Monday, April 14, 2014

Fish Pie for Easter


Finally the weather is cooling and with it the food we cook. It's been a busy time since my last post, with classes here in Perth and then travelling to country NSW to do seminars and classes. I love to travel and most often, it's with  my dear friend Jeanie - we realise that we have both done more road trips together than with anyone else (family, children etc), and we've done them all around the world it seems! We road tripped from Jean's home out of Murwillumbah to Coonabarabran in Central New South Wales - abut 10 hours, for the Warrumbungle Food Festival, where I gave 2 seminars and we both did classes. Organised by the very inspirational naturopath Jen Berthet, from the Warrumbungles Holistic Health Care Centre, it was a wonderful opportunity to meet new people share information. 

But, my goodness, it's lovely to be home - and very exciting to come back to two book parcels - April it seems is the time for new book releases  -  My Darling Lemon Thyme by Emma Galloway, and Tasty Express by Sneh Roy (the very aptly titled Cook Republic). Incredibly exciting, I love, love receiving books and they are both beautiful. Can't wait to take them down south with me after easter for our holiday, I am going to pour through them and start cooking! I've also been tempted by two from overseas - Whole Grain Mornings by Megan Gordon, and the new one by a favourite of mine, Bryant Terry - Afro Vegan (sorry, I couldn't connect you to his website, I think it has been hacked !) 

There's not going to be a lot of talk here today, just some photo's of what and where, and fish pie. It's the easiest thing to make, and deeply nourishing - perfect for the cooler Autumn weather. We are having it for dinner tonight, but it would be perfect for the Easter Weekend coming up. It's easy to digest and a great option for young children, or anyone with a dodgy digestive system or simply anyone looking for a delicious and deeply nourishing meal. If you're looking for a cake, why not try this Apple Shortbread (oh, it would be delicious with Rhubarb and Quince too) or this delicious Walnut and Yoghurt Cake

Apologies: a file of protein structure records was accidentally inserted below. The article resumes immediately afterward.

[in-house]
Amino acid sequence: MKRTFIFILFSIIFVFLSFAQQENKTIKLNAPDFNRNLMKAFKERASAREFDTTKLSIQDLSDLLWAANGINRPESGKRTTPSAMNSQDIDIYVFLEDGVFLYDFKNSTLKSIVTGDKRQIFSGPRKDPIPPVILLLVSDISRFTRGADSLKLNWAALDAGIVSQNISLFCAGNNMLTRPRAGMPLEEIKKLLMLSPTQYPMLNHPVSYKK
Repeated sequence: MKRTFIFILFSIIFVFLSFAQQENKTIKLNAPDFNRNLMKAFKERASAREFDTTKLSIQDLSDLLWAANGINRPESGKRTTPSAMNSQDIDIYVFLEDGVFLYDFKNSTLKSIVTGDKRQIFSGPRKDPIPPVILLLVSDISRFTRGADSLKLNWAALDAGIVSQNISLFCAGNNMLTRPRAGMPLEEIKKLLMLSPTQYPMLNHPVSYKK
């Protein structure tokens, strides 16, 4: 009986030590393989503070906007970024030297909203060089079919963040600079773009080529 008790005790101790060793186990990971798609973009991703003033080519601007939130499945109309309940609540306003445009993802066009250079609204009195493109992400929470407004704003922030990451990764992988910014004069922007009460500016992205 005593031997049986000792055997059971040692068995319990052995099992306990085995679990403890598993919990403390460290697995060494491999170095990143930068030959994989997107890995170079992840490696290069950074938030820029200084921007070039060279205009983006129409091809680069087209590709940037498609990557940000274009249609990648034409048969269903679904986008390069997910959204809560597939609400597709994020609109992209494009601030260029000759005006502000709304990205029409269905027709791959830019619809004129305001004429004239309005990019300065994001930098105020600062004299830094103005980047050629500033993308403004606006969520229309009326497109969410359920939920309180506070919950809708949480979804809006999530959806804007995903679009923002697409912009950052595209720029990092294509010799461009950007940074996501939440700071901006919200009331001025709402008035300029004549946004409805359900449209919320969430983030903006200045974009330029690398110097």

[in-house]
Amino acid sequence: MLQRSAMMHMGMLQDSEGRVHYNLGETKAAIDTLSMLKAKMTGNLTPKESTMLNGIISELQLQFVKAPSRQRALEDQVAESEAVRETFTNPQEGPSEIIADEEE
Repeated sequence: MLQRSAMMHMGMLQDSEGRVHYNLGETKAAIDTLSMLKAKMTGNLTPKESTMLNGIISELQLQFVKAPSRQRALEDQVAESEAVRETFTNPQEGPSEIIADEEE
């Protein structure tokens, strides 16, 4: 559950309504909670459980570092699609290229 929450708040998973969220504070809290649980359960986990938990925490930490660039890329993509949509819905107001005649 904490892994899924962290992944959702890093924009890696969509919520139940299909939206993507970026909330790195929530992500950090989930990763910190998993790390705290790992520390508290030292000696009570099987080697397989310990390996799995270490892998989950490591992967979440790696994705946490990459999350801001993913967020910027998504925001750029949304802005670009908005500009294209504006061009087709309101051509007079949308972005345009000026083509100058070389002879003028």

Have a lovely Easter weekend and I'll see you after...

x Jude

With the beautiful Jen Berthet and Jeanie

In Sydney with my dearest friend, Holly Davis. We had just had breakkie at the Boat House in Pittwater

Back home to launch Emma's beautiful, beautiful book My Darling Lemon Thyme, here with Emma and Sam


Use a fish that is sustainable where you live – this will vary from place to place. I like to choose a some strong tasting oilier fish such as sea mullet, bonito or mackeral and something a little lighter - black bream, flathead or one of the snapper family is great also. If you can, buy the fish as a whole and ask the fishmonger to fillet it for you. Keep the skin on or off, it's up to you - it will just be a textural thing in the mouth. In the picture I've used Spanish Mackeral (skin on)  and Goldband Snapper (skin off). Please, no salmon. Unless it's being flown in from the northern hemisphere, in Australia,  this is all farmed - this is not the place to go looking for your very desirable long chain fatty acids, when we  have plenty of high omega fish that are wild caught and not farmed. If you live in the northern hemisphere, and they are in season, go for it. 

The recipe is incredibly loose and forgiving - basically, if vegetables have less water in them (onion or leek instead of spring onions), or more carbohydrate or cellulose such as carrot and celery, cook them first. Today, I lightly cooked some leek from the garden, finely sliced celery, fine diced carrot in good dollop of ghee and a sprinkle of sea salt. Added that to the baking dish, then sprinkled roughly chopped garlic chives and lemon thyme. And, honestly? I don't even bother weighing the fish, I just decide how much I'd like in the dish. 

2 - 3 medium potatoes, well scrubbed and cut into 2 – 3 cm dice
100 or so gm broccoli – roughly cut
sea salt to taste
1 generous tablespoon butter or ghee

1 - 2 extra tablespoons butter or ghee
2 stems spring onions, roughly chopped or 1 small onion finely diced (I used leek today)
2 tablespoons fresh herbs – lemon thyme, parsley or basil
grated zest of 1 small lemon and generous juice
Vegetables  –  you can read above what I used, with corn in season, that would make a lovely addition too. English Spinach and Silverbeet (Chard) can be added straight to the dish, but some of the kales might need a little cook with the root vegetables to help break down their strong cellulose structure.
4 – 6 tablespoons cultured or sour cream (be generous) 
1 teaspoon seed mustard
pinch sea salt and freshly ground black pepper
300 gm fish, checked over for bones and roughly cut into 3 cm chunks 

Pre heat oven 190c

Steam the potatoes and when nearly ready, add the broccoli and cook until the broccoli is just soft. Take care not to overcook and dull the colour of the broccoli. Add 1 generous tablespoon butter, salt to taste or ghee and roughly mash. Set aside.

Choose a shallow, ovenproof dish.